As a result, the level of trust in your brand will go up. And so will the number of loyal customers on your books.

4. No More Warnings

Would you download an application if your operating system would display an alarming “unsigned app” or “unknown publisher” warning, like the one shown below? I bet you wouldn’t.

unknown publisher warning message
Image caption: The screenshot shows the dreaded “Unknown Publisher” warning. This isn’t a good presentation for a reputable organization, right?

Sign your JAR files, and your users will enjoy a smooth installation instead of running to the competition. Warning messages are always a big turnoff, but code signing can help you hold them to a minimum. When you sign with an EV code signing certificate, you’ll get the advantage of not displaying the Windows Defender SmartScreen warning at all because your software will be automatically trusted. Your customers will be happier, and the number of downloads will increase.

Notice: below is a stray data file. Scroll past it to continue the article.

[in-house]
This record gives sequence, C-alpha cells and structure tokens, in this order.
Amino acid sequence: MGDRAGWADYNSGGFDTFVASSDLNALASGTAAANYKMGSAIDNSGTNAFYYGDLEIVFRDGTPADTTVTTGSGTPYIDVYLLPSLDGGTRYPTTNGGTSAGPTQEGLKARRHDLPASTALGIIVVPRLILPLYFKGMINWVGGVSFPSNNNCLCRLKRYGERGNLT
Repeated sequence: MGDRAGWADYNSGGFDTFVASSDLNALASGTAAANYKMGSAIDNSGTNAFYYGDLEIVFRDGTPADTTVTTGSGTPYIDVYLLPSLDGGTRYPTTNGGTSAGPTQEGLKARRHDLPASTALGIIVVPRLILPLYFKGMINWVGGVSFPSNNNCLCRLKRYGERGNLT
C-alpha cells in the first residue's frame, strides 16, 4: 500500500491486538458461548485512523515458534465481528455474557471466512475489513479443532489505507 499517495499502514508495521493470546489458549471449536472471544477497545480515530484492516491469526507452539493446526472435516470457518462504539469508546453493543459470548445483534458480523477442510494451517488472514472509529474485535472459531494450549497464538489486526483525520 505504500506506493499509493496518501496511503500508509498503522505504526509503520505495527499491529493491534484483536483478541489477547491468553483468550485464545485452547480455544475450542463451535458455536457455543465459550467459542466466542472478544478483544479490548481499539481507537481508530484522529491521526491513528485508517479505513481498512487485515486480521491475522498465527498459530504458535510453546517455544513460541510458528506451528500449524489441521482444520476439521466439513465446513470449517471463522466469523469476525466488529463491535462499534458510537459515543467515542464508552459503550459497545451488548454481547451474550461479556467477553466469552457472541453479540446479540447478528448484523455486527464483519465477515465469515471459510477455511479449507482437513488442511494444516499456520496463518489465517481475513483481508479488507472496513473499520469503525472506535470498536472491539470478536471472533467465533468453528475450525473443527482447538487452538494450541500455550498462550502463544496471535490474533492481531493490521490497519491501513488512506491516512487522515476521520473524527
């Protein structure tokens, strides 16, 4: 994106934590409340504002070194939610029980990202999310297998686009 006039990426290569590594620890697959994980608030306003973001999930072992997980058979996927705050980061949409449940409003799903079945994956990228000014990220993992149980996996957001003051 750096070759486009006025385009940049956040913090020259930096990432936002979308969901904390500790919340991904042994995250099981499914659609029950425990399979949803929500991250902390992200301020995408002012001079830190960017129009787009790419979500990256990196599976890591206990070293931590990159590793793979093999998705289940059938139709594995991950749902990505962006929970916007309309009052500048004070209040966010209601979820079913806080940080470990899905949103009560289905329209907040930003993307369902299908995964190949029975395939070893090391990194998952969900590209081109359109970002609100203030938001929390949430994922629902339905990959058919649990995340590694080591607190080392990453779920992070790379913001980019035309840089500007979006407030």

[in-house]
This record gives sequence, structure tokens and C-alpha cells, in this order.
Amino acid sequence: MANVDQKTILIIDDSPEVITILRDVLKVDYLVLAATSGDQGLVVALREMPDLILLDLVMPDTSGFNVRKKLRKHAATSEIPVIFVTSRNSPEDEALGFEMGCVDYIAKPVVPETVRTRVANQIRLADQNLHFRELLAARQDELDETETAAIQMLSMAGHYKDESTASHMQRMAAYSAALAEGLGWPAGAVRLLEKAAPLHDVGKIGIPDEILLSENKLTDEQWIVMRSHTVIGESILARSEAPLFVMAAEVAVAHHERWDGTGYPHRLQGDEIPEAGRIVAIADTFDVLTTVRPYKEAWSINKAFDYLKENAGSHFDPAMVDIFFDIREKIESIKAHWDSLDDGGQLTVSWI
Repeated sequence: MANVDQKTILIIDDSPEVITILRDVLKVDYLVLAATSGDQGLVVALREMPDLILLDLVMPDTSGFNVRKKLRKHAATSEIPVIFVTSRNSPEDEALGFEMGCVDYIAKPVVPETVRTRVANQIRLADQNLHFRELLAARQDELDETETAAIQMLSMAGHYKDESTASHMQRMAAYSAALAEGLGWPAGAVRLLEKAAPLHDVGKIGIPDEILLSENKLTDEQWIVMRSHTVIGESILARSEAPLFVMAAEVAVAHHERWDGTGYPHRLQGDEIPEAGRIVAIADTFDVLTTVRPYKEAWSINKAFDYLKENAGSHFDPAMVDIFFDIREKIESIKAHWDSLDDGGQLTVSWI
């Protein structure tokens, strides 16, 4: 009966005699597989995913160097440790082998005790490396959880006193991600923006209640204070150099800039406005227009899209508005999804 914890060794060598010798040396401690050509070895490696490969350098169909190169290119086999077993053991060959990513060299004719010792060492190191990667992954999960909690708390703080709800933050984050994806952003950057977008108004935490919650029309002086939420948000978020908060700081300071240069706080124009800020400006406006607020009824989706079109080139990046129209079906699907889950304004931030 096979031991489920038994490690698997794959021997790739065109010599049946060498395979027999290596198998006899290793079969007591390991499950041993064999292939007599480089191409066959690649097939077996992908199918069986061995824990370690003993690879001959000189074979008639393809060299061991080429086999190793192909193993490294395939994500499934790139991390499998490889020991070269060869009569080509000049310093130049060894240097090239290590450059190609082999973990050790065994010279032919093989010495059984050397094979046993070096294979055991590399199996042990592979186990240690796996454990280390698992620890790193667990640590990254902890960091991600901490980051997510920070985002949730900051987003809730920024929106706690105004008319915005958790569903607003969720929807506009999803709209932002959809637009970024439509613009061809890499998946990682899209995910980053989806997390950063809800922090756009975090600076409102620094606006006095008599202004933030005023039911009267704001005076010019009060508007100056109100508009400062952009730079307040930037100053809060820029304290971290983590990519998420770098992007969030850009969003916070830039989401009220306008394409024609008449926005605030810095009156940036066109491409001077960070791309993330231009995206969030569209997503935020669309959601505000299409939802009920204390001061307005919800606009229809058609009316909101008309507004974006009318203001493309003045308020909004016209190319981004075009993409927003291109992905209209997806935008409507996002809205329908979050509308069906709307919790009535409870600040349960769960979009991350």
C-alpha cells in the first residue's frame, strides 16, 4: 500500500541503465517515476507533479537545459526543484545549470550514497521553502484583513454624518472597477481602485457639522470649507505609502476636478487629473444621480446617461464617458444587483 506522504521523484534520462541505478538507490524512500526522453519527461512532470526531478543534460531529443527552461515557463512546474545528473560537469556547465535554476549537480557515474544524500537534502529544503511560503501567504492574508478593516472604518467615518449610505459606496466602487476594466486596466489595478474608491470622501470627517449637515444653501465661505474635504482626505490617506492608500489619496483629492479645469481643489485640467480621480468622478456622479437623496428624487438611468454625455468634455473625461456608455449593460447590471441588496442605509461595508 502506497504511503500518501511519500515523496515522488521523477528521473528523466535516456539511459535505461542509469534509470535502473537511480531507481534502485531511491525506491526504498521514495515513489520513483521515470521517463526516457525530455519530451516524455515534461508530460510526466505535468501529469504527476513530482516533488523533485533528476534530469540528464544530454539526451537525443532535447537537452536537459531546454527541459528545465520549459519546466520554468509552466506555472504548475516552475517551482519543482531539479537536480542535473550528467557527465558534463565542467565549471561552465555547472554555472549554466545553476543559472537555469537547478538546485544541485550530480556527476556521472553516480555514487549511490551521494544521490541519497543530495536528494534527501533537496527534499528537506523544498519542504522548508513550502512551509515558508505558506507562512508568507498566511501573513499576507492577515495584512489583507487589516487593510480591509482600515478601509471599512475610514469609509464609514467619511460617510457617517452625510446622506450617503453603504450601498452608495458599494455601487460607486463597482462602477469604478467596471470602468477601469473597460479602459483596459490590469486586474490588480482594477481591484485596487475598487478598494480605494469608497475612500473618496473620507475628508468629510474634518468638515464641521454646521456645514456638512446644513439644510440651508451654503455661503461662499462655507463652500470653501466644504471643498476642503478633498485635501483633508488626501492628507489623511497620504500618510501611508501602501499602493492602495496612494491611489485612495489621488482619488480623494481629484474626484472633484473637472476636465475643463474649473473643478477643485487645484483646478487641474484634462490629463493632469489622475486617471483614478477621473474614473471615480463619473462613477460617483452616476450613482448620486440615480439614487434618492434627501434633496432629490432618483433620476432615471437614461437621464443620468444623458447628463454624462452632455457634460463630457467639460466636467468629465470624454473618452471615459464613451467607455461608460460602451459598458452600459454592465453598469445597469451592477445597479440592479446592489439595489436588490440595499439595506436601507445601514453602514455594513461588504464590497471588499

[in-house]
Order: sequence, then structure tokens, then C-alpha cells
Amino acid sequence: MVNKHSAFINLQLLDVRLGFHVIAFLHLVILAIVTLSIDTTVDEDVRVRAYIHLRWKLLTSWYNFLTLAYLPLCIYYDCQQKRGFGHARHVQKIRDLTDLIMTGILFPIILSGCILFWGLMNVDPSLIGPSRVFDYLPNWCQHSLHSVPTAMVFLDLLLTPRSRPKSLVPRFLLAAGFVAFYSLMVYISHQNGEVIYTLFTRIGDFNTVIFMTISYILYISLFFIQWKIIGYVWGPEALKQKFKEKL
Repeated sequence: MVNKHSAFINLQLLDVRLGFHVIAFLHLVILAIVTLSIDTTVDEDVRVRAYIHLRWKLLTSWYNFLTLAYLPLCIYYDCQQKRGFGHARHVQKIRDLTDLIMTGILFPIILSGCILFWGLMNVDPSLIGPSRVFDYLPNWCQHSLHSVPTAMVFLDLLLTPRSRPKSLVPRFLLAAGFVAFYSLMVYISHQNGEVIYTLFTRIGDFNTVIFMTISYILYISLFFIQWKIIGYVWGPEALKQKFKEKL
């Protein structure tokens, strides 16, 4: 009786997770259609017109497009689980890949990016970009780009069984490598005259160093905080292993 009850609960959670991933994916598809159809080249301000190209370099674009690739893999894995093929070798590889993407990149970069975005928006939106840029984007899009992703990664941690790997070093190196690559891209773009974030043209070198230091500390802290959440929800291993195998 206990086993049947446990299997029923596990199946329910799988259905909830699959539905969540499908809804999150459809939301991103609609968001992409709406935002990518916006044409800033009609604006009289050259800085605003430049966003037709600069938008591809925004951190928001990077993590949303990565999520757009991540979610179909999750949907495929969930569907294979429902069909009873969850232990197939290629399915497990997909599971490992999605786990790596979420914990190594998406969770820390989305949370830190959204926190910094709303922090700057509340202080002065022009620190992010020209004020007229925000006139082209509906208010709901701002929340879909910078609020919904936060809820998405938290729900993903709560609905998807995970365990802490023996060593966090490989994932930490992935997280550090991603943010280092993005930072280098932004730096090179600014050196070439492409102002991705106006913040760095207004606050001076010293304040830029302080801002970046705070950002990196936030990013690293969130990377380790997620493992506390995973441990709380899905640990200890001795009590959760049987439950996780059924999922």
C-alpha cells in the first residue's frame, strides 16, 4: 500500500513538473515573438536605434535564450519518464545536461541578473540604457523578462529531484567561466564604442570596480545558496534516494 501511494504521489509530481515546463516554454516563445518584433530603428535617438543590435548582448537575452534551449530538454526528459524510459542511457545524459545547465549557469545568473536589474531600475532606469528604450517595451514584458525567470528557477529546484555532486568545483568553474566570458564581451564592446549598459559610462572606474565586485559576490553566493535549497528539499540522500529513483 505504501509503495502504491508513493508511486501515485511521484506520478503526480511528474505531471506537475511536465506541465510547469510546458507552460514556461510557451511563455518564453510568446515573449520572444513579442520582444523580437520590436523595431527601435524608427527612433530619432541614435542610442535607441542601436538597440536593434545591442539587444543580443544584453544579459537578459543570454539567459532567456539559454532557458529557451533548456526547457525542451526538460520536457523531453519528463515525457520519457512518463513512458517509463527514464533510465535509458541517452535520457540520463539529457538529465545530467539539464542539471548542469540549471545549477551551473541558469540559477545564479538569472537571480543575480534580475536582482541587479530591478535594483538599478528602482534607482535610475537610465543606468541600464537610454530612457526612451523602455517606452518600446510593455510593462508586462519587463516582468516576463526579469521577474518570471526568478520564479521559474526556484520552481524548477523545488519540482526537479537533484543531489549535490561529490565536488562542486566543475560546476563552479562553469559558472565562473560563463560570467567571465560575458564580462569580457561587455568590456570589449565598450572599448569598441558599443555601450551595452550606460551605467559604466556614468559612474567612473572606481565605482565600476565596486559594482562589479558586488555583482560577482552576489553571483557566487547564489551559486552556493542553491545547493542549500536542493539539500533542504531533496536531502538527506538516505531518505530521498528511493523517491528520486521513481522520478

5. Increased Downloads and Revenue

In 2022, 52% of the companies interviewed by Splunk were victims of a data breach. Knowing this, it shouldn’t come as a surprise if software publishers, operating systems, browsers, and even app stores increasingly require software products to be signed with code signing certificates issued by trusted CAs.

Increasing your brand presence within the market and reducing or eliminating annoying warnings can help make the number of downloads of your JAR files skyrocket. And what does more downloads mean? The answer is elementary, my dear Watson: higher revenue!